This Memorial Day weekend, several singles from our church attended the national Na (New Attitude) conference in Louisville, KY. The tongue-in-cheek slogan for this year: “Save the Wheel.” The theme for this year: “Humble Orthodoxy”—i.e., committing to live humbly according to unchanging truth. My experience can be summed up with two phrases: “completely amazing” and “completely horrible.” Let me explain.
The messages were amazing, although a lot of material was crammed into a few days. It was indeed like taking a drink from a fire hydrant. By the end of the conference, we were soaked to the bone with sound doctrine (a good “problem” to have). Two messages in particular stood out to me. First, Dr. Mike Bullmore explained the functional centrality of the gospel. He was extremely clear and gave several specific examples on exactly how to apply the foundational truth of the gospel to every area of life. Second, Eric Simmons taught on the importance of evangelism. I would go so far as to say all Christians everywhere should hear these two messages. Yes, they were that good. I’ll be applying those truths to my life for the rest of my life.
Twice a day, we divided up into community groups of several hundred each, then into family groups of around ten people each, where we discussed the messages and how we were going to apply them. It was exciting to see the Holy Spirit at work as people openly and honestly shared about what God was doing in their lives.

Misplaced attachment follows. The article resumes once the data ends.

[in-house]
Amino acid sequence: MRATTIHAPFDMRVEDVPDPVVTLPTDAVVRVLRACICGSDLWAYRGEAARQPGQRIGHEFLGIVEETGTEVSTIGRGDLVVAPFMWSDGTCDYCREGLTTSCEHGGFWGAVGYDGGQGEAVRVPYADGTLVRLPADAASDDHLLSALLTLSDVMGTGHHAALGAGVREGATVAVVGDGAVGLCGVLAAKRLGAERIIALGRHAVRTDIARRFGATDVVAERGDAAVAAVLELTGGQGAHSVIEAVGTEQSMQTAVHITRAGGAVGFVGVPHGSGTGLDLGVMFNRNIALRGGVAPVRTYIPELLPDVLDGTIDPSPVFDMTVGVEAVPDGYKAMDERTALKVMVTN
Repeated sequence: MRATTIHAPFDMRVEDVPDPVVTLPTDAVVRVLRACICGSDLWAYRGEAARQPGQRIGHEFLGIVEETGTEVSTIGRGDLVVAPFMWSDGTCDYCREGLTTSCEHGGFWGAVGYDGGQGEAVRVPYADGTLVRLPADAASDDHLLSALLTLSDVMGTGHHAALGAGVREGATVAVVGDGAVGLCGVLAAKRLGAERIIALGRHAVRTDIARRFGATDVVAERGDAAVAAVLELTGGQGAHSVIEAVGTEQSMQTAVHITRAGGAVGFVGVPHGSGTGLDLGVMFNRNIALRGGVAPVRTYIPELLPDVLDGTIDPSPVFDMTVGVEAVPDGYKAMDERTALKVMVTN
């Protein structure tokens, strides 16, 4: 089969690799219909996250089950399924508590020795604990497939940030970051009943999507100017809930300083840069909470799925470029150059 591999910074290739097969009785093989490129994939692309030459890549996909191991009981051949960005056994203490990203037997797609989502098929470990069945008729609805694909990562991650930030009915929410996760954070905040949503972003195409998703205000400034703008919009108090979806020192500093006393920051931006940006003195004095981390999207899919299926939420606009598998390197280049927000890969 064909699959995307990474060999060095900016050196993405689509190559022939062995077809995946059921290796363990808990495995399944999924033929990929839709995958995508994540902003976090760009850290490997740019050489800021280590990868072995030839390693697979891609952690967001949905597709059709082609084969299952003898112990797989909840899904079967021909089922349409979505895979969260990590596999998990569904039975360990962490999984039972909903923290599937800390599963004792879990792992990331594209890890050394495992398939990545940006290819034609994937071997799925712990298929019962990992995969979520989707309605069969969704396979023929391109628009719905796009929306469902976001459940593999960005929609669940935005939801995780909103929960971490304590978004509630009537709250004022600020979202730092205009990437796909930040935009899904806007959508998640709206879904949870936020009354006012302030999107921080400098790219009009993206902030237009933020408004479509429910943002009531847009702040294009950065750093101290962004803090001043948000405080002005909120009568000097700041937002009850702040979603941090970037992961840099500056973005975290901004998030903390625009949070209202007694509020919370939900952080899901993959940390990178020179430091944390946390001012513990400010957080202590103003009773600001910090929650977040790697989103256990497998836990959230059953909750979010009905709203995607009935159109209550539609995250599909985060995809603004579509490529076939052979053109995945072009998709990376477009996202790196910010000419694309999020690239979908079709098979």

I also got to hang out with lots of friends from church. Sure, there were thousands of people there (and I did spend time with individuals I haven’t seen in a while), but it’s with my fellow Knoxvillians where the most effective fellowship and application take place. Most of us from Cornerstone sat together during each main session. We love our local church and we love experiencing events like New Attitude together.
At the same time, the weekend was horrible. Usually when you go to a conference like this, indwelling sin seems to be much less apparent and you ride on a sort of “spiritual high.” Well, the exact opposite happened to me. Almost from the outset God made me much more aware of my sin. I had to fight for joy for most of the conference. Sometimes, the struggle increased to almost-overwhelming levels. The times of worshipping God through song were invaluable; they helped me focus on eternal truths of Scripture, which helped to affect my haywire emotions.
Then I came home. Sometimes people “crash” from the spiritual high of a conference. Well, I crashed as well…but since I wasn’t on the spiritual high to begin with, I sank pretty low—not to the point of depression, but my prideful, ungrateful response to God’s workings in my life didn’t exactly mirror a humble orthodoxy. By His grace, I’m recovering much more rapidly than I deserve. Even so, if you think of it, please pray for me.
To end on a positive note: John Piper will be speaking at next year’s New Attitude. Heck, yeah!